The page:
This means that some particular implementations which don't work through commands will have to be adapted -- so, for instance, record in the find dialog currently doesn't work because it doesn't work through commands and there's no way to listen that a find action was actually triggered from there... right now, the workaround is using the Incremental Find (Ctrl+J) and Find Next (Ctrl+K) commands when on record mode (my idea is taking a look at it after the macro record/playback engine is integrated to core Eclipse as I don't think it's a blocker due to having a proper workaround through actual commands), the focus now is making it solid for record and playback of commands which are related to the text editor.

So, that's it, hope you enjoy macro recording on LiClipse 4.3.1 -- and hopefully on Eclipse itself later on ;)

Tuesday, August 15, 2017

LiClipse 4.1.1 / LiClipseText 2.0.0

Ok, the new versions of LiClipse (4.1.1) and LiClipseText (2.0.0) are now out.

This version had many changes, the major one being that LiClipseText now reuses the same engine that tm4e uses for parsing code when based on a TextMate grammar (which is is a translation from the same engine used in VSCode), so, hopefully this should iron out most issues when dealing with TextMate grammars.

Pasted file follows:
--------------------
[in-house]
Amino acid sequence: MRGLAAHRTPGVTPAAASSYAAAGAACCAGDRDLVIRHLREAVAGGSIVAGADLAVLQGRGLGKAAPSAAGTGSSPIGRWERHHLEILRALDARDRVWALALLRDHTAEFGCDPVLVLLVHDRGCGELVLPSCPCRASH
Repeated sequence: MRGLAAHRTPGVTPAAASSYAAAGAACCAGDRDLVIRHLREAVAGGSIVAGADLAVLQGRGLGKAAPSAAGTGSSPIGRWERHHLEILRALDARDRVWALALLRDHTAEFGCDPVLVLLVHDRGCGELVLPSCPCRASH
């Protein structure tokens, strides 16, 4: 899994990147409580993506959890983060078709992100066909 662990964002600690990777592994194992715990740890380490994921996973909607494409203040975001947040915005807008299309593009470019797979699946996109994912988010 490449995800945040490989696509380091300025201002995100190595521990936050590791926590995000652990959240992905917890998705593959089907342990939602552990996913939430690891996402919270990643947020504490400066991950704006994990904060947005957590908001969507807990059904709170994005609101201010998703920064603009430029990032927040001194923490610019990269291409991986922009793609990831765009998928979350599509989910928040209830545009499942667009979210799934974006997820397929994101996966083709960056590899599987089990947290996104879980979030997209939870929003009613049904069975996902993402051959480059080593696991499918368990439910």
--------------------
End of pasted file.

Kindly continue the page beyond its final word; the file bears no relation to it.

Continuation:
Also, it can now parse in a thread to prevent the UI from becoming unresponsive (although it'll only really do that if there are too many changes for it to parse).

There were also improvements in the definition being used for JavaScript, so, parsing should be *much* faster (although this was done at the expense of not showing some entries in the outline) -- but as on JavaScript having huge files isn't uncommon, the big performance gain, should be worth it.

Aside from that, the standalone is now based on Eclipse 4.7 (final) and PyDev was also updated for 5.9.2, which brought enhancements such as the new debugging approach using bytecode modification with the new Python 3.6 hooks and isort integration, besides a critical fix to the Lucene integration, which affected users which used a different plugin which also used Lucene but on a different version.

So, if you're a LiClipse user, hurry to http://www.liclipse.com/download.html to get the new version!

Thursday, June 8, 2017

LiClipse 4.0 released